A semi aversion as Izumi's first reaction is to reboot the computer instead of messing around with the monitor.
An older Animal Man comic book had this as a plot point. The Big Bad tries to dispose of the friendly A.I. by blasting the monitor. Failure occurs.
Averted in a Post-War Games issue of Nightwing, Dick Grayson is working undercover for the mob. He beats up a witness, but leaves when he sees an associate pull out a gun. A jump cut later, its revealed that the mobster didn't shoot the guy, instead he shot the man's computer monitor. Nightwing mentions how that wouldn't work, and says he'll return later to destroy the man's CPU.
Variation: In Superman/Batman #46, two characters are playing a video game, when one declares that the game sucks and destroys the TV that the game console (clearly visible as a separate unit) is plugged into. The other character reacts as if he'd destroyed the game console itself.
In Spawn computer monitors are shot to stop downloads.
The sequel to Harry Potter and the Natural 20 features an Obliviation raid on a police station to erase the memories of Milo's use of magic. They burst in, Obliviation charms flying, just after the WPC finishes saving her report to a floppy on a brand-new Windows 3.1 PC. Wizards have a shaky grasp of normal technology, and when they come across it, one identifies it as an 'eclectic' [sic] typewriter. The other wizard with him smashes the monitor, because you can't be too careful. This issue comes back to haunt them.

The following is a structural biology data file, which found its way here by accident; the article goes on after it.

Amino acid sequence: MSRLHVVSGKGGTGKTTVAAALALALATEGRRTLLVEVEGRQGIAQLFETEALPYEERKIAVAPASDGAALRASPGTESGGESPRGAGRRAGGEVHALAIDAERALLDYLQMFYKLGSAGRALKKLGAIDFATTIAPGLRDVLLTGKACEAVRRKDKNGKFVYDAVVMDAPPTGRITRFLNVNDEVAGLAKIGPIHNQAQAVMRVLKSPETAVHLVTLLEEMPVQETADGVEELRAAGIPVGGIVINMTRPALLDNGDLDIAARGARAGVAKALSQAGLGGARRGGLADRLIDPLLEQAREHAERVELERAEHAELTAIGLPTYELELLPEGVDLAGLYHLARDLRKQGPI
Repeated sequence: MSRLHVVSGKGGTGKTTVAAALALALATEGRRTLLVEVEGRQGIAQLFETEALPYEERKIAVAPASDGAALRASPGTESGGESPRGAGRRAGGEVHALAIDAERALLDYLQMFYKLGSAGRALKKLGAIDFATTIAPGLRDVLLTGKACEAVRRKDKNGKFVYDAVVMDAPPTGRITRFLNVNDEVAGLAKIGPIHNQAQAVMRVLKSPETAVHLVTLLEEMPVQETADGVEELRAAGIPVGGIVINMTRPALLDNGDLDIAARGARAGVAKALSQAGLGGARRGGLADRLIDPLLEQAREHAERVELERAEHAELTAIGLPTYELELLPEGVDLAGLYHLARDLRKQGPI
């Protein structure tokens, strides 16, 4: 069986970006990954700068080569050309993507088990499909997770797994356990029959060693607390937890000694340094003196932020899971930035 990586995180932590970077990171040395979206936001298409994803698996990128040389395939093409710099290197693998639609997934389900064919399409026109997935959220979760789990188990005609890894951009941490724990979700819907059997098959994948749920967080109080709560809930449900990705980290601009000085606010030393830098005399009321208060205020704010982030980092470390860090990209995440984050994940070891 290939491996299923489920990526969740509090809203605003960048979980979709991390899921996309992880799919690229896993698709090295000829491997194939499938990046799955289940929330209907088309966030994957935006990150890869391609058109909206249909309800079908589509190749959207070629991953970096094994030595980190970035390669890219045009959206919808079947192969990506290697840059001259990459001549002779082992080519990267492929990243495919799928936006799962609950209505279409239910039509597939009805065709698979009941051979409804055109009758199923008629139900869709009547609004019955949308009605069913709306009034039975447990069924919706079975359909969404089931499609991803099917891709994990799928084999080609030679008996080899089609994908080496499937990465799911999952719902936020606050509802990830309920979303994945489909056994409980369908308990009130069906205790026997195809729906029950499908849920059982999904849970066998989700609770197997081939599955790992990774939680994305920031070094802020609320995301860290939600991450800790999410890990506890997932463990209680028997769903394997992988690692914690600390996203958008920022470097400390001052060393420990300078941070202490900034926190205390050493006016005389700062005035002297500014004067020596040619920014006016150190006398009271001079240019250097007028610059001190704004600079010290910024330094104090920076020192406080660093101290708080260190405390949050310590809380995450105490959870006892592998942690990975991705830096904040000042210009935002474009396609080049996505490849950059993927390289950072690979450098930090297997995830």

The climax of Equilibrium has the protagonist taking out the computerized control-and-surveillance systems of his dystopian city by walking down a long hallway, blasting the monitors that line it. Of course, that might have just been catharsis, as the process also chased away the people watching the monitors. The holograms around the city stopped functioning after Preston shot the monitors, so the computers may be built behind the monitors.
Justified in Zoolander: the computer in question is an iMac, which has a built-in monitor. And, even if it was just a monitor, Derek and Hansel would probably have tried to destroy it anyway… The files were in the computer, after all.
At the climax of Revelation, the heroes begin uploading a virus onto the villains' computer to prevent the Day of Wonders (a very bad thing) from occurring, only to be caught in the act and herded away while the local bad-guy technician gets to work stopping it. When he fails at this, he unplugs the computer, and when that fails... he desperately begins shooting the monitor. Since the whole scene is implied to be divine intervention at work, he wouldn't have had much luck either way, but he really should have known better.
In the French action movie Taxi 3, Bai Ling hacks into a police desktop PC by sticking a suction cup on the monitor. Apparently that magically sucks up the contents of the hard drive...
Subverted in The League of Gentlemen's Apocalypse. The characters are trying to steal a script on one of the writer's hard-drive. Not having a computer of their own to transfer the script to, they have to take the computer in a very limited time and so only take the essential parts; tower, keyboard, mouse... "Leave the monitor, we don't need that!" "How are we going to read it then, genius! Braille?"
Averted in The Core: When the hacker genius kid sees the feds at the door and assumes he's busted, he immediately pulls out an industrial magnet and rubs it across all of his desktop boxes and servers, and not the monitors.
Averted in Fireproof when the main character, struggling with his pornography addiction, takes the monitor out in the yard and smashes it with a baseball bat. A moment later, he smashed the CPU tower as well.